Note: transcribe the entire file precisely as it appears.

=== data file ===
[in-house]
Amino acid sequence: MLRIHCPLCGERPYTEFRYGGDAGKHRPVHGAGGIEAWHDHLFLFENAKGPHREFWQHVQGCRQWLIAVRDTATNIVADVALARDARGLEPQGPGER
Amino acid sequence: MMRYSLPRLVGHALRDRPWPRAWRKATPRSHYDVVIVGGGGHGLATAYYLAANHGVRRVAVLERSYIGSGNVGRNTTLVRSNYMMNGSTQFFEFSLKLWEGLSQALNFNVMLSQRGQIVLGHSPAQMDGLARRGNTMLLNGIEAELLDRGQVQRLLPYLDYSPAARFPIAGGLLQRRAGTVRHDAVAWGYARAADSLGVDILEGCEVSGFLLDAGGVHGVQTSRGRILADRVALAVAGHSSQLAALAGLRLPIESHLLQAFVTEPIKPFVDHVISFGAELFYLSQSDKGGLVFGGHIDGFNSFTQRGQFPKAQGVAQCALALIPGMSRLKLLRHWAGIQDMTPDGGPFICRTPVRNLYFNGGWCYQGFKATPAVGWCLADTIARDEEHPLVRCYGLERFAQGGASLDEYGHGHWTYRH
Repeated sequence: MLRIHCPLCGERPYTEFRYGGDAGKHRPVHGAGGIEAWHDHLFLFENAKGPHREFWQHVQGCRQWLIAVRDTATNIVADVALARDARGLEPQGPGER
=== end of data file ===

[in-house]
Amino acid sequence: MLRIHCPLCGERPYTEFRYGGDAGKHRPVHGAGGIEAWHDHLFLFENAKGPHREFWQHVQGCRQWLIAVRDTATNIVADVALARDARGLEPQGPGER
Amino acid sequence: MMRYSLPRLVGHALRDRPWPRAWRKATPRSHYDVVIVGGGGHGLATAYYLAANHGVRRVAVLERSYIGSGNVGRNTTLVRSNYMMNGSTQFFEFSLKLWEGLSQALNFNVMLSQRGQIVLGHSPAQMDGLARRGNTMLLNGIEAELLDRGQVQRLLPYLDYSPAARFPIAGGLLQRRAGTVRHDAVAWGYARAADSLGVDILEGCEVSGFLLDAGGVHGVQTSRGRILADRVALAVAGHSSQLAALAGLRLPIESHLLQAFVTEPIKPFVDHVISFGAELFYLSQSDKGGLVFGGHIDGFNSFTQRGQFPKAQGVAQCALALIPGMSRLKLLRHWAGIQDMTPDGGPFICRTPVRNLYFNGGWCYQGFKATPAVGWCLADTIARDEEHPLVRCYGLERFAQGGASLDEYGHGHWTYRH
Repeated sequence: MLRIHCPLCGERPYTEFRYGGDAGKHRPVHGAGGIEAWHDHLFLFENAKGPHREFWQHVQGCRQWLIAVRDTATNIVADVALARDARGLEPQGPGER